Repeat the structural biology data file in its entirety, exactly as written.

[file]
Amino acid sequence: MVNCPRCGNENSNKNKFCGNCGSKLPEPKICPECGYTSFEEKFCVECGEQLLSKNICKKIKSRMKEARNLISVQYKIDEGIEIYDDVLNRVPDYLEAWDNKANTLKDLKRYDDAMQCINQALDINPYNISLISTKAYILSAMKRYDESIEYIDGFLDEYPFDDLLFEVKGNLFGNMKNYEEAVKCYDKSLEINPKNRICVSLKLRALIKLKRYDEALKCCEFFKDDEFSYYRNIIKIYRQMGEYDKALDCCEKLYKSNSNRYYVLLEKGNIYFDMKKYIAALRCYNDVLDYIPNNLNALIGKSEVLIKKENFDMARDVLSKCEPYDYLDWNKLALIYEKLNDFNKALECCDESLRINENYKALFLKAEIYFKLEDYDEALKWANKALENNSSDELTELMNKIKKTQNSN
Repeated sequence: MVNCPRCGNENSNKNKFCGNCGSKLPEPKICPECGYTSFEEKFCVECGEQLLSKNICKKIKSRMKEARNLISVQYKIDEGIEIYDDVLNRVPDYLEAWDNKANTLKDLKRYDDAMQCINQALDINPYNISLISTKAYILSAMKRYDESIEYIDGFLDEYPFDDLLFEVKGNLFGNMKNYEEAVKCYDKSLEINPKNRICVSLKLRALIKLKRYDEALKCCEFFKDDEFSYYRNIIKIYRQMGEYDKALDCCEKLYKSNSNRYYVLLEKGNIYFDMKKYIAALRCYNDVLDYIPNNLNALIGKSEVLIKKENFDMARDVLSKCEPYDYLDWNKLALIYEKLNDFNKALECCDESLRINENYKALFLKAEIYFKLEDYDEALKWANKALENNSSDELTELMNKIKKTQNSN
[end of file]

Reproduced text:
Amino acid sequence: MVNCPRCGNENSNKNKFCGNCGSKLPEPKICPECGYTSFEEKFCVECGEQLLSKNICKKIKSRMKEARNLISVQYKIDEGIEIYDDVLNRVPDYLEAWDNKANTLKDLKRYDDAMQCINQALDINPYNISLISTKAYILSAMKRYDESIEYIDGFLDEYPFDDLLFEVKGNLFGNMKNYEEAVKCYDKSLEINPKNRICVSLKLRALIKLKRYDEALKCCEFFKDDEFSYYRNIIKIYRQMGEYDKALDCCEKLYKSNSNRYYVLLEKGNIYFDMKKYIAALRCYNDVLDYIPNNLNALIGKSEVLIKKENFDMARDVLSKCEPYDYLDWNKLALIYEKLNDFNKALECCDESLRINENYKALFLKAEIYFKLEDYDEALKWANKALENNSSDELTELMNKIKKTQNSN
Repeated sequence: MVNCPRCGNENSNKNKFCGNCGSKLPEPKICPECGYTSFEEKFCVECGEQLLSKNICKKIKSRMKEARNLISVQYKIDEGIEIYDDVLNRVPDYLEAWDNKANTLKDLKRYDDAMQCINQALDINPYNISLISTKAYILSAMKRYDESIEYIDGFLDEYPFDDLLFEVKGNLFGNMKNYEEAVKCYDKSLEINPKNRICVSLKLRALIKLKRYDEALKCCEFFKDDEFSYYRNIIKIYRQMGEYDKALDCCEKLYKSNSNRYYVLLEKGNIYFDMKKYIAALRCYNDVLDYIPNNLNALIGKSEVLIKKENFDMARDVLSKCEPYDYLDWNKLALIYEKLNDFNKALECCDESLRINENYKALFLKAEIYFKLEDYDEALKWANKALENNSSDELTELMNKIKKTQNSN